By: Brian Chapman
Over the weekend the Tigers lost three games in a row to the Angels, scored a total of two runs and scared half of the fan base into underground bunkers until Dave Dombrowski trades for a bat. To some it was a big July series that proved that the Tigers can’t hit against great teams like the Angels. Of course a month ago, the Tigers hosted the A’s and brought out the brooms and no one was concerned. The A’s have the best record in baseball, the Angels are second and the Tigers are third. Therefore, I don’t think it makes sense to request a knee jerk reaction after three measly games. I’d rather look at the bigger picture.
The October picture.
When (not if) the Tigers get to the playoffs, which opponent should they fear most? The A’s team that they’ve beaten five of seven times this year and each of the last two years in the playoffs, but has the best record in baseball or the Angels team that they’ve beaten just three of seven times this year and has the second best record in baseball, but hasn’t been to the playoffs since 2009? I say brush aside any talk of panic after losing to the Angels because Oakland is a superior and scarier team for the Tigers than Anaheim.
The Angels have gone from mediocre to World Series contender in one year for one reason. The pitching staff has made huge strides forward. Even with Jered Weaver no longer performing like a top ten pitcher in the game and CJ Wilson not living up to his $77.5 million contract, the pitching staff’s ERA has dropped over half a run and is now playoff caliber. Swapping out Joe Blanton and Jerome Williams for Tyler Skaggs and Garrett Richards are two big reasons for their progress. The bullpen has improved as well with the additions of Huston Street and Jason Grilli in midseason trades and Joe Smith during the offseason giving them the ability to shut the door in the late innings.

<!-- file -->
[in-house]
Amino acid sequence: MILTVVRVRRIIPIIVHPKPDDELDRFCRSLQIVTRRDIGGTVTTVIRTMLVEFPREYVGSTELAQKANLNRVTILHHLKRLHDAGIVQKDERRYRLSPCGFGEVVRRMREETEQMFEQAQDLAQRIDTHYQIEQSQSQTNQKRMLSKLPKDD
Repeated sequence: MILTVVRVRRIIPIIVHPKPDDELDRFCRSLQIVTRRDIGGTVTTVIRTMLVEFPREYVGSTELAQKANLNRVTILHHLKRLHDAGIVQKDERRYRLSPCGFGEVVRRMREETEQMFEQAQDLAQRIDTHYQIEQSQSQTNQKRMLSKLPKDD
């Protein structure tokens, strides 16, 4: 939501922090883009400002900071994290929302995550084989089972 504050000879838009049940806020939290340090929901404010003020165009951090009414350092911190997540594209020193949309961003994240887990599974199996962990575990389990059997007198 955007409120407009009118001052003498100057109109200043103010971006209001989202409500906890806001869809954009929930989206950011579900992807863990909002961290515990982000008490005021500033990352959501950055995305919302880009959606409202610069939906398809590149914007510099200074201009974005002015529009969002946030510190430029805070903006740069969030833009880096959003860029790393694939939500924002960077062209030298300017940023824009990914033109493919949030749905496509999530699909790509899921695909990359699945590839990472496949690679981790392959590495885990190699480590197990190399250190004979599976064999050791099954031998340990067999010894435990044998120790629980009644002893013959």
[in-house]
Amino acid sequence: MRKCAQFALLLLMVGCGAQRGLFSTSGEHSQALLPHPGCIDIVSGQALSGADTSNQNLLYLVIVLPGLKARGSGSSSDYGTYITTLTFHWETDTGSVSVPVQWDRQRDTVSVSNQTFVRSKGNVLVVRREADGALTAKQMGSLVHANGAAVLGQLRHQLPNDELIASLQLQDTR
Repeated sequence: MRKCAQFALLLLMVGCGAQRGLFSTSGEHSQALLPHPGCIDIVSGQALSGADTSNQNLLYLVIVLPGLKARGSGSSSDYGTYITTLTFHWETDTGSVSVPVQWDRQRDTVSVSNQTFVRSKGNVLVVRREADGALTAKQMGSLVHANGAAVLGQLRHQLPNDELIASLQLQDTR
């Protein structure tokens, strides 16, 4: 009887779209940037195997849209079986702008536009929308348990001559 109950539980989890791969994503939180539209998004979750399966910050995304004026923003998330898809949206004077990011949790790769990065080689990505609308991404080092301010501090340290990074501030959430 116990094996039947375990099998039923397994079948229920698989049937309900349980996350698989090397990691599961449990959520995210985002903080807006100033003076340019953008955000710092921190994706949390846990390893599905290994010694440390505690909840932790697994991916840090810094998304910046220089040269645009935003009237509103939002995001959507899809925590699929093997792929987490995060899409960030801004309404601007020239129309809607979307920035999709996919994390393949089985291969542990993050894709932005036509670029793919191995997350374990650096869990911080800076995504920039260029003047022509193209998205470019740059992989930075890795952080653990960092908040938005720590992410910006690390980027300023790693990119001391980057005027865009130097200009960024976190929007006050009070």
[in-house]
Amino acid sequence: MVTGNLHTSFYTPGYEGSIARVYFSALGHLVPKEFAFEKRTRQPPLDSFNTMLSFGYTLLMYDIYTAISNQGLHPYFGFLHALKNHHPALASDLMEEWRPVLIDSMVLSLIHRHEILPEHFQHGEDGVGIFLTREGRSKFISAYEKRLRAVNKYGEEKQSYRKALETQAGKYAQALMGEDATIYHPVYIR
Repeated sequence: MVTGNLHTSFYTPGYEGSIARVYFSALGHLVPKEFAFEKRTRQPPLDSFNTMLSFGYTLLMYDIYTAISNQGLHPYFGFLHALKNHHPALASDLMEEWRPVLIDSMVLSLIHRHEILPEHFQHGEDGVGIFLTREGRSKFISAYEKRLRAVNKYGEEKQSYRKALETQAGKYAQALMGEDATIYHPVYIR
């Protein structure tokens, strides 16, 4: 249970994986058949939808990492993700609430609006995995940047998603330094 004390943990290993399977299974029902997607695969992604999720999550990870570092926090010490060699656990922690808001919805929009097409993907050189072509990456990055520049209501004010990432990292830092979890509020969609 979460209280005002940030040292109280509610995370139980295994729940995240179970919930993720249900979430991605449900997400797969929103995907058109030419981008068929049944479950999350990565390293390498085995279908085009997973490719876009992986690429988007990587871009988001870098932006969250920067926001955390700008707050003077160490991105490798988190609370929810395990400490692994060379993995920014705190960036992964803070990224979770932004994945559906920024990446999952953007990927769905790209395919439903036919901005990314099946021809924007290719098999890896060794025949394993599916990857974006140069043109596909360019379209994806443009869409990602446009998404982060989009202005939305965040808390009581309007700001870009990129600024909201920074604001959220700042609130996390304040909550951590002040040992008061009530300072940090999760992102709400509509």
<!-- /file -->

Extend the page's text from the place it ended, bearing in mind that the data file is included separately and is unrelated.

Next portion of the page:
That said, Anaheim’s staff has nothing on Oakland’s. The Angels jumped from the bottom third to middle of the pack in pitching. Oakland was near the top and remains there with baseball’s third best ERA and second best opponent’s batting average. As solid as Matt Shoemaker and Tyler Skaggs were over the weekend and as strong as the resumes of Weaver and Wilson are, I’d rather see them in the playoffs than Sonny Gray, Scott Kazmir, Jeff Samardzija and either Jesse Chavez or Drew Pomeranz. These are all No. 1, No. 2 and No. 3 caliber pitchers who can rack up strikeouts with Gray and Samardzija as true big game pitchers. And coming out of the bullpen, the A’s have no weak links in Fernando Abad, Luke Gregerson, Dan Otero, Sean Doolittle and Ryan Cook. All five have sub-3.00 ERAs, all can pitch late in games and all but Doolittle have been lights out against the Tigers in 2014.